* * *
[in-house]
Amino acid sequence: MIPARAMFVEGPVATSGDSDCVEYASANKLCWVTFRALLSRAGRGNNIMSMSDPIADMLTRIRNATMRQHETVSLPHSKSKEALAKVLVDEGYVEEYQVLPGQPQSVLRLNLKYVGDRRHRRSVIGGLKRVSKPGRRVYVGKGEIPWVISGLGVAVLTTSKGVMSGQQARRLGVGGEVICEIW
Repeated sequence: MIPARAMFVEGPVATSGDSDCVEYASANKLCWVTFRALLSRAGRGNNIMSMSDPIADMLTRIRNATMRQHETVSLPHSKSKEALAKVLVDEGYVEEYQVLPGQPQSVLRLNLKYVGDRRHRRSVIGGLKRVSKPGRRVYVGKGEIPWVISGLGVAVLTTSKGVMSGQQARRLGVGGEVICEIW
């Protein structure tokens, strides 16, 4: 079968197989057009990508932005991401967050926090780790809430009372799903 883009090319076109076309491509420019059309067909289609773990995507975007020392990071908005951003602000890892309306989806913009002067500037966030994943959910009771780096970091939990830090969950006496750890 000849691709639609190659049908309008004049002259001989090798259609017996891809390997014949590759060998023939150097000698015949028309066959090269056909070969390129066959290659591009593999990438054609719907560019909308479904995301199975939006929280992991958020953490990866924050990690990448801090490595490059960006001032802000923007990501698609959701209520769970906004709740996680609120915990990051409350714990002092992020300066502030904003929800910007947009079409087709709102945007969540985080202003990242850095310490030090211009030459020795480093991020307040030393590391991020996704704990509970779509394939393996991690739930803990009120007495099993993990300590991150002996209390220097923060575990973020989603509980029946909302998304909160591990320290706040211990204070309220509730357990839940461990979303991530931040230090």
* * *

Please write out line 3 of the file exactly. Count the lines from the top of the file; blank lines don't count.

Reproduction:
Repeated sequence: MIPARAMFVEGPVATSGDSDCVEYASANKLCWVTFRALLSRAGRGNNIMSMSDPIADMLTRIRNATMRQHETVSLPHSKSKEALAKVLVDEGYVEEYQVLPGQPQSVLRLNLKYVGDRRHRRSVIGGLKRVSKPGRRVYVGKGEIPWVISGLGVAVLTTSKGVMSGQQARRLGVGGEVICEIW